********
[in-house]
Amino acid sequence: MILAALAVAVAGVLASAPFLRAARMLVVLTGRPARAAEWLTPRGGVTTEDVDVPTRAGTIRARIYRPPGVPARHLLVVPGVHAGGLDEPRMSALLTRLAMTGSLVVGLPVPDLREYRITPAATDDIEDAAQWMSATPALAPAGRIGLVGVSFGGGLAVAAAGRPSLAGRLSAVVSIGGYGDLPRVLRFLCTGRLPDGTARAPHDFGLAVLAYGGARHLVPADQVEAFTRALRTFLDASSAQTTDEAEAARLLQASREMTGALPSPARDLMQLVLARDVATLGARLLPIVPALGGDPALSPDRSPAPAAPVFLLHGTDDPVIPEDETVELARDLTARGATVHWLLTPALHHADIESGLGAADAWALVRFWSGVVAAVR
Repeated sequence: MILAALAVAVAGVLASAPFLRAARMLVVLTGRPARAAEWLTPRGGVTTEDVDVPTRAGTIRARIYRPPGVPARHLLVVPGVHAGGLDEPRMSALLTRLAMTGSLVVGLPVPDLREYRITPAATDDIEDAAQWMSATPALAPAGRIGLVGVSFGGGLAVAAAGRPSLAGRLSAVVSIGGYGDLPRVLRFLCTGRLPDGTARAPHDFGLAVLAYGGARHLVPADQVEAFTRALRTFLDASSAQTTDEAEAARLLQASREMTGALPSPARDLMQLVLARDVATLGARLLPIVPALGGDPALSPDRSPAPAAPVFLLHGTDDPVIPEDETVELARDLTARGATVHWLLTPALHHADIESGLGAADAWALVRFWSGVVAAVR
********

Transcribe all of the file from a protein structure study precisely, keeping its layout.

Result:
[in-house]
Amino acid sequence: MILAALAVAVAGVLASAPFLRAARMLVVLTGRPARAAEWLTPRGGVTTEDVDVPTRAGTIRARIYRPPGVPARHLLVVPGVHAGGLDEPRMSALLTRLAMTGSLVVGLPVPDLREYRITPAATDDIEDAAQWMSATPALAPAGRIGLVGVSFGGGLAVAAAGRPSLAGRLSAVVSIGGYGDLPRVLRFLCTGRLPDGTARAPHDFGLAVLAYGGARHLVPADQVEAFTRALRTFLDASSAQTTDEAEAARLLQASREMTGALPSPARDLMQLVLARDVATLGARLLPIVPALGGDPALSPDRSPAPAAPVFLLHGTDDPVIPEDETVELARDLTARGATVHWLLTPALHHADIESGLGAADAWALVRFWSGVVAAVR
Repeated sequence: MILAALAVAVAGVLASAPFLRAARMLVVLTGRPARAAEWLTPRGGVTTEDVDVPTRAGTIRARIYRPPGVPARHLLVVPGVHAGGLDEPRMSALLTRLAMTGSLVVGLPVPDLREYRITPAATDDIEDAAQWMSATPALAPAGRIGLVGVSFGGGLAVAAAGRPSLAGRLSAVVSIGGYGDLPRVLRFLCTGRLPDGTARAPHDFGLAVLAYGGARHLVPADQVEAFTRALRTFLDASSAQTTDEAEAARLLQASREMTGALPSPARDLMQLVLARDVATLGARLLPIVPALGGDPALSPDRSPAPAAPVFLLHGTDDPVIPEDETVELARDLTARGATVHWLLTPALHHADIESGLGAADAWALVRFWSGVVAAVR